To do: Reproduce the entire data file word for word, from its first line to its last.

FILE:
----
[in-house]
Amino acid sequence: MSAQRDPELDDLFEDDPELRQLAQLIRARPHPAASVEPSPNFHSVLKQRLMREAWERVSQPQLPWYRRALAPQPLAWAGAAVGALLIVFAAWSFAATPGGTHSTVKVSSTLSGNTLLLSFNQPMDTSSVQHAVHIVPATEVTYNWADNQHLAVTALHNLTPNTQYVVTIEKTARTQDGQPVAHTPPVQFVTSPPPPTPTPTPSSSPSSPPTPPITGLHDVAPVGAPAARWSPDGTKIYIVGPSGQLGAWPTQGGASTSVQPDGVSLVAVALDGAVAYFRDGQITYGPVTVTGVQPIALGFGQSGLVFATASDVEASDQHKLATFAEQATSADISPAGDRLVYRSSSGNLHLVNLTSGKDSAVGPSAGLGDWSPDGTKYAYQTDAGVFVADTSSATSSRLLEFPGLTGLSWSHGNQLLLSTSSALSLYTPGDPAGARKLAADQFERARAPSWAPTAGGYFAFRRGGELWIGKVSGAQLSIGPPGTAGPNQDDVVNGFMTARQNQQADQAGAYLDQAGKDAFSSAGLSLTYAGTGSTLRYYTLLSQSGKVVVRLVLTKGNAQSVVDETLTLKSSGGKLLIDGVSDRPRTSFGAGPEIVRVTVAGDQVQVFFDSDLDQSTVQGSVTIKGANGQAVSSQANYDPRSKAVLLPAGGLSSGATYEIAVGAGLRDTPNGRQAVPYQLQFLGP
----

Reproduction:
[in-house]
Amino acid sequence: MSAQRDPELDDLFEDDPELRQLAQLIRARPHPAASVEPSPNFHSVLKQRLMREAWERVSQPQLPWYRRALAPQPLAWAGAAVGALLIVFAAWSFAATPGGTHSTVKVSSTLSGNTLLLSFNQPMDTSSVQHAVHIVPATEVTYNWADNQHLAVTALHNLTPNTQYVVTIEKTARTQDGQPVAHTPPVQFVTSPPPPTPTPTPSSSPSSPPTPPITGLHDVAPVGAPAARWSPDGTKIYIVGPSGQLGAWPTQGGASTSVQPDGVSLVAVALDGAVAYFRDGQITYGPVTVTGVQPIALGFGQSGLVFATASDVEASDQHKLATFAEQATSADISPAGDRLVYRSSSGNLHLVNLTSGKDSAVGPSAGLGDWSPDGTKYAYQTDAGVFVADTSSATSSRLLEFPGLTGLSWSHGNQLLLSTSSALSLYTPGDPAGARKLAADQFERARAPSWAPTAGGYFAFRRGGELWIGKVSGAQLSIGPPGTAGPNQDDVVNGFMTARQNQQADQAGAYLDQAGKDAFSSAGLSLTYAGTGSTLRYYTLLSQSGKVVVRLVLTKGNAQSVVDETLTLKSSGGKLLIDGVSDRPRTSFGAGPEIVRVTVAGDQVQVFFDSDLDQSTVQGSVTIKGANGQAVSSQANYDPRSKAVLLPAGGLSSGATYEIAVGAGLRDTPNGRQAVPYQLQFLGP